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We all know that largemouth bass love shiners, minnows, shad, and will often strike at a well placed artificial lure. However, have you ever wondered what else a largemouth bass will eat? If so, then you are not alone! I’ve often thought of this very question, so I decided to do a little snooping around and here’s what I found out.
Bass are opportunistic eaters, meaning that they will eat whatever and whenever they have a chance. If it can fit in their mouths, they will try and eat it. This includes smaller bass!
While I wouldn’t necessarily suggest trying to use all of these for bait, there are a couple that could be just what you need to get the big boys to bite.
Let’s find out what they are…
Bass, both smallmouth and largemouth love to eat lizards. This should be pretty evident considering that the big lure brands sell plastic lizards. You know that they had to do a little bit of research as to whether or not bass like them before they decided to mass produce them.
It also seems as though bass don’t have a preference as to what type of lizard it is either. Gecko, salamander, or your common yard lizard, the bass really don’t care.
Lizards are one of the baits from this list that I would recommend that you try sometime.
In fact, I found a comment on one of the fishing forums that I follow said that lizards are especially good bait to use when bass are spawning. Apparently, lizards will often raid the nests and eat the bass’s eggs.
They claim that if you pitch alive or even an artificial lizard near a bedding bass, the bass will strike it. Since bass do not eat while they’re spawning, the strike will be out of aggression and not because of hunger.
Just like with a lizard, a big largemouth bass can’t resist the sight of a bite-size snake swimming on the water’s surface!
Also, like with a lizard, there are plenty of artificial lures that resemble a snake being sold on the market, which is always a good indication that bass like them.
How big of snake really depends on how big the bass is. There’s a video on YouTube of a man who caught a 9” bass and when he was removing his lure, pulled out a 3-foot long snake. Granted, it was a skinny one, but still.
There’s also another video of a man fishing from a kayak who knocked over a rattlesnake with his paddle and used it to catch a 10lb bass.
I don’t recommend trying to catch a live snake to use for bait (especially a poisonous one), however, you may want to add an artificial version to your tackle box.
A lot of people are recommending the Mann’s Bait Company Hardnose Floating Snake. I haven’t tried these out, so I can’t vouch for how effective they are, but I will be ordering some soon to try out.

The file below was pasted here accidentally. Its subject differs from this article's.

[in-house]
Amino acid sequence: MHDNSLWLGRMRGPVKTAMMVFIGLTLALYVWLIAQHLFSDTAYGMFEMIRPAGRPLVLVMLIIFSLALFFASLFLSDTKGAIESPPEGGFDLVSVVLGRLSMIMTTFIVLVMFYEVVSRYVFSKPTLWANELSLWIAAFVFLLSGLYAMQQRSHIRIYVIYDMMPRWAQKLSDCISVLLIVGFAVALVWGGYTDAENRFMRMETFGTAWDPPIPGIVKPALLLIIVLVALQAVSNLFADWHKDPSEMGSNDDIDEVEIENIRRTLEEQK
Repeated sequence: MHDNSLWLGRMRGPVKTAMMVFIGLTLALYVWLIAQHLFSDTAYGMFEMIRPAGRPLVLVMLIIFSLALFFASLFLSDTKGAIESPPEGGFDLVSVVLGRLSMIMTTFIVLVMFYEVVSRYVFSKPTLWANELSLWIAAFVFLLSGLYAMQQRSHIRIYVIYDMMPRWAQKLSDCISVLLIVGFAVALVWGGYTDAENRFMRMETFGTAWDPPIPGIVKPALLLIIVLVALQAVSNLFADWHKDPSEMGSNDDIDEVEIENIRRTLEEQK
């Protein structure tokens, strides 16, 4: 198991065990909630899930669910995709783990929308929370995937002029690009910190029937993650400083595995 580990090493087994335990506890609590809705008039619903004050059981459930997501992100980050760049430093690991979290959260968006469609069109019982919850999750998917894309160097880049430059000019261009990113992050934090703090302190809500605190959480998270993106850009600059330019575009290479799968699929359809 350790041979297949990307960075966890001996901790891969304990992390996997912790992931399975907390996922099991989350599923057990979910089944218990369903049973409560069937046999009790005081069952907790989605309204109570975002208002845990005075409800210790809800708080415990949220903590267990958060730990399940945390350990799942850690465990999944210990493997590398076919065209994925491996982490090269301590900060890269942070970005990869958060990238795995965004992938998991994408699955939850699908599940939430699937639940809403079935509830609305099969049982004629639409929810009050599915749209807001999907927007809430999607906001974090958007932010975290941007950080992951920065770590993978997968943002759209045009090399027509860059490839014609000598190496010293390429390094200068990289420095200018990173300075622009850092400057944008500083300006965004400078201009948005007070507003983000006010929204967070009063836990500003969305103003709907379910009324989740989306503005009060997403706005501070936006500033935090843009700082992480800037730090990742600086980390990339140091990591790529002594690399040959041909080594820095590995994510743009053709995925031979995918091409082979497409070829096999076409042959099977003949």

If you’re interested in getting some for yourself, you can check them out here on Amazon.
Of course, a bass cannot and will not eat a large turtle! I don’t care how big the bass is.
However, baby turtles had better watch out!
Like I stated previously… if a bass can fit it inside its mouth, chances are it’s going to eat it and small turtles are no exception.
You might be asking yourself, how can a fish digest something as hard as a turtle shell?
First, a baby turtle’s shell is nowhere near as hard as an older turtle, In fact, it’s pretty soft!
Also, what many people don’t know is that a bass’s teeth aren’t the pointy things dotting their lips that commonly give us bass fishermen “bass thumb.”
Their teeth are actually located in the back of their throat and are made for crushing the exoskeletons of their prey, including baby turtles. These teeth are often referred to as the bass’s “crushers.”
Are goldfish a good live bait for bass fishing? No, I’m not talking about a shiner! I’m talking about the kind that you put in your fish tank at home!
As a matter of fact, they are! However, in some states, it is illegal to fish with goldfish as bait.
Some people might think, this has something to do with the “cruelty” aspect of hooking a live goldfish with a hook and feeding it to bass, however, this has nothing to do with it.
The real reason is due to the fact that goldfish are an invasive species! They are known as the “little piggies” of fish tanks because they will not stop eating on their own accord.
Goldfish will eat everything in sight, including crustaceans, insects, and various plant matter; when this food is scarce they will eat their eggs and even the eggs from other native species nests.
Studies have shown that this can have a negative impact on the reproductive rate of native fish that are important to the ecosystems of our lakes, rivers, and streams.
While goldfish might be a good bait for catching a nice bass, you had better make sure that they are legal to use within your state.
Louisiana fishermen have known for years that crawfish is a good live bait, especially when fishing for bass.
Also known as crawfish, crawdads, grass crabs, and a half-dozen other names, the crawfish is a great bait that is plentiful everywhere bass are.
Crawfish, for the most part, are pretty easy to catch for bait. They can also be found at most bait shops in the southern part of the US.
Crawfish are particularly good at catching pre-spawning bass that ventures close to the shore looking for an easy meal.
If cathing live crawfish for bait isn’t your thing, there are plenty of artificial crawfish lures available.
One of which is the
One of the cool things about using crawfish for bait is that if you don’t catch any bass, you can still have the crawfish for dinner!